Mycobacterium tuberculosis associated with severe tuberculosis evades cytosolic surveillance systems and modulates IL-1β production
Research output: Contribution to journal › Article › peer-review
Colleges, School and Institutes
- University of Porto
- University of Minho
- Biomedicine Institute of Valencia (CSIC)
- Institute of Microbiology and Infection, School of Biosciences, University of Birmingham, Birmingham, United Kingdom.
- Swiss Tropical and Public Health Institute (Swiss TPH)
Genetic diversity of Mycobacterium tuberculosis affects immune responses and clinical outcomes of tuberculosis (TB). However, how bacterial diversity orchestrates immune responses to direct distinct TB severities is unknown. Here we study 681 patients with pulmonary TB and show that M. tuberculosis isolates from cases with mild disease consistently induce robust cytokine responses in macrophages across multiple donors. By contrast, bacteria from patients with severe TB do not do so. Secretion of IL-1β is a good surrogate of the differences observed, and thus to classify strains as probable drivers of different TB severities. Furthermore, we demonstrate that M. tuberculosis isolates that induce low levels of IL-1β production can evade macrophage cytosolic surveillance systems, including cGAS and the inflammasome. Isolates exhibiting this evasion strategy carry candidate mutations, generating sigA recognition boxes or affecting components of the ESX-1 secretion system. Therefore, we provide evidence that M. tuberculosis strains manipulate host-pathogen interactions to drive variable TB severities.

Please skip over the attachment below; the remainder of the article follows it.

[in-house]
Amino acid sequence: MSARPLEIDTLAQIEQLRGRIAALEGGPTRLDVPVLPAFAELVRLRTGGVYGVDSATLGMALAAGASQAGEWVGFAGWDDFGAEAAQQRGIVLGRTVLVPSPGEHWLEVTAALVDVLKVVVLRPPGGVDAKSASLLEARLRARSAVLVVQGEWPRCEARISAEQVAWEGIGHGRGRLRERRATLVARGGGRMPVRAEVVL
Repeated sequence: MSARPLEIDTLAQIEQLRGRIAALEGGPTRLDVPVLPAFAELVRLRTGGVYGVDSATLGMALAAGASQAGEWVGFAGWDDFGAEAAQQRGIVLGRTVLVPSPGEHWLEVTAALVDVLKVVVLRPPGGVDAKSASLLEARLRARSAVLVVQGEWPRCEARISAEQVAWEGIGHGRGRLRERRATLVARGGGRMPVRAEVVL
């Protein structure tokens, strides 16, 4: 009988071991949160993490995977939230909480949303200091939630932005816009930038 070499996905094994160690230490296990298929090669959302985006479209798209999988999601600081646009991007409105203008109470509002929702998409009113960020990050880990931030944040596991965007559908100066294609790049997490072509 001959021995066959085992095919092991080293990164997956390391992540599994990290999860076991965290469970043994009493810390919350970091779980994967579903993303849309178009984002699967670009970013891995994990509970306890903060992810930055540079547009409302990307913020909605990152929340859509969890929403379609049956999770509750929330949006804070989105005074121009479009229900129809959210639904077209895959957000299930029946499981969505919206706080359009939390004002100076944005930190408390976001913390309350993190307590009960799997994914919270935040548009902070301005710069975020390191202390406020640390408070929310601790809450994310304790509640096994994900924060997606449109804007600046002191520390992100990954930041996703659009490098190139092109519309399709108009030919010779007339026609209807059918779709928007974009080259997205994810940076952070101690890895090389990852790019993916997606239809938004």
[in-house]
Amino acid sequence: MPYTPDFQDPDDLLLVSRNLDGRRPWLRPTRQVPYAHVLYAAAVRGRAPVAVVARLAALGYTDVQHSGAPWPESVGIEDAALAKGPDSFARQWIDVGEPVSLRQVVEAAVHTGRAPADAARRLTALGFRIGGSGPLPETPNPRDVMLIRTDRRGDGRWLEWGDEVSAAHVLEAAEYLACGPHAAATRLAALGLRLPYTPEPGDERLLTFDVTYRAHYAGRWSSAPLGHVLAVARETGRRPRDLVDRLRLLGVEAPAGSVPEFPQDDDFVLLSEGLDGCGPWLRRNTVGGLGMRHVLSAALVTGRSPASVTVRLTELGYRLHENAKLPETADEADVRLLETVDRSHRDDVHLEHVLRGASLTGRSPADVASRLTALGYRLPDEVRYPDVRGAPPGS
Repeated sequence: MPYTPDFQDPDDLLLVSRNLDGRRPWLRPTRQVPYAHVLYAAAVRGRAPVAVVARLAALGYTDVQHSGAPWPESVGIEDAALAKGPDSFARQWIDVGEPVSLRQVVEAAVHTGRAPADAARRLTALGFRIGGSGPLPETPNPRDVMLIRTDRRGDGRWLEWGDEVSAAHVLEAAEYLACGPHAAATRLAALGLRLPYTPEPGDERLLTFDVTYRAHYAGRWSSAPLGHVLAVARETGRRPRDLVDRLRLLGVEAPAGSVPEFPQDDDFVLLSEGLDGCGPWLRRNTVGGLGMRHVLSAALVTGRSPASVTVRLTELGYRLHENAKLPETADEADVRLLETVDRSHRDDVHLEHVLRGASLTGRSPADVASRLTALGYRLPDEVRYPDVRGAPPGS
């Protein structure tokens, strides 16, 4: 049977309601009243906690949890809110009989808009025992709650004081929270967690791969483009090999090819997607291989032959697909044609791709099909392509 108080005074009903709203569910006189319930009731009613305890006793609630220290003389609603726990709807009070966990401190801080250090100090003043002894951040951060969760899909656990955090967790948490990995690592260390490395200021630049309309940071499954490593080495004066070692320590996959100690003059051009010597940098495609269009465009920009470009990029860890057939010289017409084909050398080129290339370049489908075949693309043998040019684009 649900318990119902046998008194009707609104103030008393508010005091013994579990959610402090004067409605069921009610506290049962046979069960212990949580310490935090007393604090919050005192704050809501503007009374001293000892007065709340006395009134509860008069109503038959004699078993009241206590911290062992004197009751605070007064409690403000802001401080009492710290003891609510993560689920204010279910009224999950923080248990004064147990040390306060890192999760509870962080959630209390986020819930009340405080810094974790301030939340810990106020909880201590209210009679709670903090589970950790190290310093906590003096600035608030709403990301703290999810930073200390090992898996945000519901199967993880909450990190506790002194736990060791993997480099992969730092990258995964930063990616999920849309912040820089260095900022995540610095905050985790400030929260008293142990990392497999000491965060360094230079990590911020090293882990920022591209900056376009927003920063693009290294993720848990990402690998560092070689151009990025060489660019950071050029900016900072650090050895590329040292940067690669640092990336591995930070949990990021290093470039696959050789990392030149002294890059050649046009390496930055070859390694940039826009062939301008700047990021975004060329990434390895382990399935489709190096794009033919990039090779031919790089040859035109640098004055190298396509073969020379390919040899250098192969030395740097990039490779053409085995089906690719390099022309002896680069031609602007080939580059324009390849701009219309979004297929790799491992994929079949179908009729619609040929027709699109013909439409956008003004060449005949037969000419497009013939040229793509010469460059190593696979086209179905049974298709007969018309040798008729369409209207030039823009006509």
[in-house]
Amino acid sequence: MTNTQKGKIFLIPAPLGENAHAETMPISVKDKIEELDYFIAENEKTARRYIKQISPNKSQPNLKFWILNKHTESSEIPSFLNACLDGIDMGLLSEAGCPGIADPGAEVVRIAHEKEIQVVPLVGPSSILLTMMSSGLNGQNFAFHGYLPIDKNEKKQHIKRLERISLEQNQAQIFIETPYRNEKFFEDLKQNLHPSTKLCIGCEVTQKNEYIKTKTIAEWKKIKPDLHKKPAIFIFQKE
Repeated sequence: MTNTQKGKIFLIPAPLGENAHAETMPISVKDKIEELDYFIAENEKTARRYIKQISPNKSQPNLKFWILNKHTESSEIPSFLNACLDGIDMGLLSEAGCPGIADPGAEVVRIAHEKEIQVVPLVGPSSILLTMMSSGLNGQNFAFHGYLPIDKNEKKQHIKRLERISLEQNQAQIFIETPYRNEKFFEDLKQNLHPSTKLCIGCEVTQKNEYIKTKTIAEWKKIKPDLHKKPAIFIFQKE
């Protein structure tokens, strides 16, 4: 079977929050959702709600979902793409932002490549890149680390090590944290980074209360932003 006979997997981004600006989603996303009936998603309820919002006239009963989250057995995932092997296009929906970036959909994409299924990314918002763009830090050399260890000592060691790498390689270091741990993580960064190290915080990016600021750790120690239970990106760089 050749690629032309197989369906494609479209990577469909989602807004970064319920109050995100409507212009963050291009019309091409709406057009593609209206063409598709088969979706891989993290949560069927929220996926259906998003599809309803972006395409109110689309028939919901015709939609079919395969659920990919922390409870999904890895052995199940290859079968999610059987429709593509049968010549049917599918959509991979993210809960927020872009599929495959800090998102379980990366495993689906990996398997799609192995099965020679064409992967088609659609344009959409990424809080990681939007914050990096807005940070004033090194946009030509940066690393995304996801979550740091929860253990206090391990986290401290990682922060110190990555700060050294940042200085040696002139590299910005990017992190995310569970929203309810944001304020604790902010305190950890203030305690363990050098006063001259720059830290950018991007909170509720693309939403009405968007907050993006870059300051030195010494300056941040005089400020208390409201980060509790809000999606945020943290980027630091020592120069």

|Publication status||Published - 23 Apr 2020|
- Animals, Bacterial Proteins/genetics, Cells, Cultured, Cytokines/metabolism, Cytosol/immunology, Female, Genome, Bacterial/genetics, Humans, Immune Evasion, Immunomodulation, Inflammasomes/immunology, Interleukin-1beta/metabolism, Macrophages/immunology, Male, Mice, Mutation, Mycobacterium tuberculosis/classification, Phylogeny, Polymorphism, Single Nucleotide, Signal Transduction/immunology, Tuberculosis, Pulmonary/immunology, Virulence/genetics